One of the areas that really brings it home is a case I did in 1996 in Boston, involving Louise Woodward, the so-called nanny, that got a lot of international attention. And this was a case where Louise was charged with murder for the death of young Matthew Eappen, who was one of two children that she was watching. When Matthew presented in the hospital, he had a skull fracture, a subdural hematoma, and he literally had the equivalent of what looks like a stroke. He had a hypoxic ischemic incident. His brain was swelling when he was admitted to the hospital. And the doctors reasoned, from looking at these symptoms, that what must have happened is that his head was smashed against a fixed hard surface at 26 miles an hour. Otherwise you couldn’t get a skull fracture. And because they saw subdural hematomas, and retinal hemorrhages, and shearing of the white matter of the brain, they said, “Ah-ha! This must have meant that he was shaken as hard as an adult can shake, with the head snapping back and forth, for about a minute-and-a-half.” And it turned out that when we finally did this trial, and brought in the scientists that originally had written all the articles about shaken baby syndrome, they said, “Well, first of all, I can’t believe that you’re misinterpreting our article. If you see a subdural hematoma, and shearing of the white matter of the brain, and a skull fracture, that can account for a lot of the things that we used to think was caused by shaking alone,” because they did a big study on this. And that doesn’t mean that the baby’s head was… he was shaken for a minute-and-a-half with his head snapping back and forth where you ordinarily would see injury to the back, to the spinal cord, which you didn’t see in this case. So there was a lot of misinterpretation of some of the fundamental articles that were the foundation for this. So we brought those scientists back in to testify in that case.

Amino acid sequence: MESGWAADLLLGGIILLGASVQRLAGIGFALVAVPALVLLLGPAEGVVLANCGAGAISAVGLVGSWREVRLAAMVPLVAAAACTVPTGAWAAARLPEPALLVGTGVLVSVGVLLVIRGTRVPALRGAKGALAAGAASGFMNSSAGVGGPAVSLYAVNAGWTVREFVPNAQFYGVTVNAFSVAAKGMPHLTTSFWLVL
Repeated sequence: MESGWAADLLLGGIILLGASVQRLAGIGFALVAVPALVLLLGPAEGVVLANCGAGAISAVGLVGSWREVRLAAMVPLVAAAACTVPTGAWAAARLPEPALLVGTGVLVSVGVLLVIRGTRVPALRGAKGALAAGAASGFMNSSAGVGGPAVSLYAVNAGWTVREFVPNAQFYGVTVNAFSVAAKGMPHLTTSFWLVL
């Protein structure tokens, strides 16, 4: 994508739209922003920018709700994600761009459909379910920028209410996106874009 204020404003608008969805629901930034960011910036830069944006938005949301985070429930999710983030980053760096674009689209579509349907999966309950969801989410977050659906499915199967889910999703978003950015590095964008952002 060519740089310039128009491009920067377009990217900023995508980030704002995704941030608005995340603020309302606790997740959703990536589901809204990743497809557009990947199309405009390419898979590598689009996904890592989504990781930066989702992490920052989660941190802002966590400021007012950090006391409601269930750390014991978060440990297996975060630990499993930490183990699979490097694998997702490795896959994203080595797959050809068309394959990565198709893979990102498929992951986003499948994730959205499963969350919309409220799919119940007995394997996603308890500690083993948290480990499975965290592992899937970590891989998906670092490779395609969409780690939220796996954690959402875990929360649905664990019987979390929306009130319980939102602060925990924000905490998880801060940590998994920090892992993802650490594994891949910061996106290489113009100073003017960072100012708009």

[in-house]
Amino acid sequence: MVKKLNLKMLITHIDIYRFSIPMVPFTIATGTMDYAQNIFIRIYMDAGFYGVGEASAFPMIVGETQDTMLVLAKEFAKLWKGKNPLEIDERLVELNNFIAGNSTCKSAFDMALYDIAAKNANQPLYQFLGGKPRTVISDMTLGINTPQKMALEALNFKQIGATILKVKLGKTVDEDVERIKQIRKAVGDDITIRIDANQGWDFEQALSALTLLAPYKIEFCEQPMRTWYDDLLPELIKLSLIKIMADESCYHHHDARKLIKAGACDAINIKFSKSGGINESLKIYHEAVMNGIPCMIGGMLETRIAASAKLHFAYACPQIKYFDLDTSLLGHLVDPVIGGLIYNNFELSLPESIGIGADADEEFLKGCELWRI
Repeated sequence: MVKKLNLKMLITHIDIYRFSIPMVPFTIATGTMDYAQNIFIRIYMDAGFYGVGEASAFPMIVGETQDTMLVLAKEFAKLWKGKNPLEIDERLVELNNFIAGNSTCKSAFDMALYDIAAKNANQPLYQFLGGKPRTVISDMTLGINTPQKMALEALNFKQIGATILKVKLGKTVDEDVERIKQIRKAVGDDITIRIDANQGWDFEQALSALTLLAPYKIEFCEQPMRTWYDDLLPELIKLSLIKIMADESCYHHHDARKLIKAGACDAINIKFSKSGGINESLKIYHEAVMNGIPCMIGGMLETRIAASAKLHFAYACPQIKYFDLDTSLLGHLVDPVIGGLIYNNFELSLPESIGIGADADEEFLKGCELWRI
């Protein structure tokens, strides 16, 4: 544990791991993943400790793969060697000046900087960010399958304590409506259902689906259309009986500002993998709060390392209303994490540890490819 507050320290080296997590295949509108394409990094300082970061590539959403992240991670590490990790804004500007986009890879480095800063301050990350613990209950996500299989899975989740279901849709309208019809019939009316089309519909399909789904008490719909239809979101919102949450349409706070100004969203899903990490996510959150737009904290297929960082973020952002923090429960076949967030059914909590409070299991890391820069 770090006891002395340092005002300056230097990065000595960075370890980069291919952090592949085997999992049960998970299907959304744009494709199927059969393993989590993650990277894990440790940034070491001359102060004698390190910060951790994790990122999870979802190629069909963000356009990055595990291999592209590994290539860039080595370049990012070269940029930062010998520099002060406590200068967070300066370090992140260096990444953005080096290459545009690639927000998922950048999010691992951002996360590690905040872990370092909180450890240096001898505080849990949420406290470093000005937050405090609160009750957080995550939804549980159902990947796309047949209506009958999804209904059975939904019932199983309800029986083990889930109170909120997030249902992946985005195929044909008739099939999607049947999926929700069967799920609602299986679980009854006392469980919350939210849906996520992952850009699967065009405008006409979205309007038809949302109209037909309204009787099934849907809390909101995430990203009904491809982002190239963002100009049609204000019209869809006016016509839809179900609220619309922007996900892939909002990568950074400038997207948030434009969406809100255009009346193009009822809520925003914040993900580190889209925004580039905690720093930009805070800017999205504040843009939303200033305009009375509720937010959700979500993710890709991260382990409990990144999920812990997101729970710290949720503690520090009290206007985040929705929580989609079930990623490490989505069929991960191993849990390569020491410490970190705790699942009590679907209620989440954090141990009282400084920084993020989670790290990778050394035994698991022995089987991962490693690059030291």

Now it turns out that the lead scientist for the prosecution, somebody named Dr. Patrick Barnes, has recognized now, looking back on this, that this was all wrong. That so many of the things that he had testified to in this case were not really evidence-based. I mean, you can have short falls that will cause skull fractures in children. In terms of the retinal hemorrhages, those can be caused by the sudden increase and decrease in intra-cranial pressure, and we find a lot of it may be related to treatment. We had overwhelming evidence that this was an old subdural that was about three weeks old that re-bled. I could give you some technical reasons for it. But now the doctors that were on the prosecution side have become the most prominent critics. And this is an area that is so complicated, because sometimes the answers to these questions is undetermined, we don’t know. But we have a whole group of people that are mandatory reporters in hospitals. You see what you think might be child abuse, and a lot of these symptoms have been misinterpreted as being what they call pathognomonic, or it automatically means it is a shaken baby if you see a subdural hematoma, retinal hemorrhages, a skull fracture, or something like that. And that may not be the mechanism of injury, certainly not the time of injury. So much in this area has to be examined by the scientific community in a critical way, and it hasn’t been yet because it is so emotional. I think, personally, that there might be some cognitive science fixes here that would be helpful.